HC Deb 05 March 1891 vol 351 cc242-3
MR. CHAINING (Northampton, E.)

I beg to ask the President of the Board of Agriculture when the Bill which he has in preparation for the prevention of adulteration of artificial manures and feeding stuffs will be introduced and put down for Second Reading; and whether, having regard to the fact that the principle of the Artificial Manures, &c. (Adulteration) Bill, now before the House, has been accepted in the resolutions passed by all the Chambers of Agriculture which have up to this date considered that Bill, by the Chemical Manure Manufacturers' Association, by the Incorporated Oil Seed Association, and by other corporate bodies interested in this question, and has received the unanimous approval of the agricultural Press, he proposes to embody in his own Bill the principle thus approved?


I do not think that I shall be able to introduce this Bill until after Easter. With regard to the Second Reading, the hon. Member must be aware that it is impossible for me to make any statements on that point at present. In reply to the second part of the question, I may say that I am in daily receipt of numerous communications on this subject, and they hardly lead me to the conclusion that the hon. Gentleman's Bill meets with the universal approval which he appears to suppose. I am, however, entirely in accord with the hon. Gentleman in the objects which he has in view, and I hope it may be possible to devise a measure which will be considered as acceptable by each of the two Parties who are so greatly interested in the question. With regard to the last question which the hon. Member has put to me, he will have ample opportunity of informing himself as to the principle of the Bill in question after it has been introduced and printed.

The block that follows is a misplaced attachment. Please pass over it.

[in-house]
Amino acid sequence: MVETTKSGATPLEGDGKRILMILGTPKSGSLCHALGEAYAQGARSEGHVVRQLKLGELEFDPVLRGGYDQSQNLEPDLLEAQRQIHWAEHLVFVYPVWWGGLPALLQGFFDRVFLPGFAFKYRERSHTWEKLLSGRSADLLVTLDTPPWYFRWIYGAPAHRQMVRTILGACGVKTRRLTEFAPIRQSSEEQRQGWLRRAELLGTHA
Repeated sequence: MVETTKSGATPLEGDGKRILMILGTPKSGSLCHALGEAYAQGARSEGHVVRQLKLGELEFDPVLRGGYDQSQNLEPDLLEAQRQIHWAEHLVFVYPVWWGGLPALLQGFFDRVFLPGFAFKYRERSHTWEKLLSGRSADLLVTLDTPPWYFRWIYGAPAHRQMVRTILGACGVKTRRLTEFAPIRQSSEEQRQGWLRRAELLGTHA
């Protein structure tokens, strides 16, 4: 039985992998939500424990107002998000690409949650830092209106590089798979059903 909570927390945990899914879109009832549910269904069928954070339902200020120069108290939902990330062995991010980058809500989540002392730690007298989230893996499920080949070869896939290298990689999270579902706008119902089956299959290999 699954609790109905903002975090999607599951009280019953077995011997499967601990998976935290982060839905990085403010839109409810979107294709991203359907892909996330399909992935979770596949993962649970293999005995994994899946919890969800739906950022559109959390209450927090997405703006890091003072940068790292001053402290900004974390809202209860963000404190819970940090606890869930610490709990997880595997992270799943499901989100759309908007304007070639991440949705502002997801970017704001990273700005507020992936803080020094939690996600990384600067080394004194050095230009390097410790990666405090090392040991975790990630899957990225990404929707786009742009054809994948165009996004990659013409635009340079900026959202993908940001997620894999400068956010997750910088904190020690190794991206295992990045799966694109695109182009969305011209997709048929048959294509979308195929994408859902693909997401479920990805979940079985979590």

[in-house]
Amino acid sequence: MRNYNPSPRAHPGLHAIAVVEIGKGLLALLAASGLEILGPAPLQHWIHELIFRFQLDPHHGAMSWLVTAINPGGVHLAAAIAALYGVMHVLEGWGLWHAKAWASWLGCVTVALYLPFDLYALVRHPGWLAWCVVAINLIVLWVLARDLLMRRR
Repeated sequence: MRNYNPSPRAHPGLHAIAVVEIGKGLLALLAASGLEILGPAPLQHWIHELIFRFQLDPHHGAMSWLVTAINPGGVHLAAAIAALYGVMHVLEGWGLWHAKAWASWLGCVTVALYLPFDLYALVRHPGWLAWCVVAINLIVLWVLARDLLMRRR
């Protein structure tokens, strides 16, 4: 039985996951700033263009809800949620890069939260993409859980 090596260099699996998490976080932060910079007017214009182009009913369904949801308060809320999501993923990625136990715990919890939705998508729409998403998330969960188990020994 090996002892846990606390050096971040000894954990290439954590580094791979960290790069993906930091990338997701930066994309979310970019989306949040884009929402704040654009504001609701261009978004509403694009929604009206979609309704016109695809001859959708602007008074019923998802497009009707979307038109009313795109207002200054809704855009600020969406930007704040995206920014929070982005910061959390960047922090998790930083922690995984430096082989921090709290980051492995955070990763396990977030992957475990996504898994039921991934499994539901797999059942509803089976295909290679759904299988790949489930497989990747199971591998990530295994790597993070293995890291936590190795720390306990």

Is the right hon. Gentleman aware of any agricultural body which has expressed anything but a general approval of this Bill?


In the communications which I have received some of the Agricultural Associations and Chambers have not expressed an entire approval of the Bill.


I beg to give notice that if the Bill of the right hon. Gentleman does not embody the principle of some sufficient guaranteed analysis with penalties for misrepresentation, I shall move, on the Second Beading of the Bill, that the Bill, together with my own, be referred to a Select Committee, and, if the necessity arises, I shall oppose the Second Beading of the Government measure.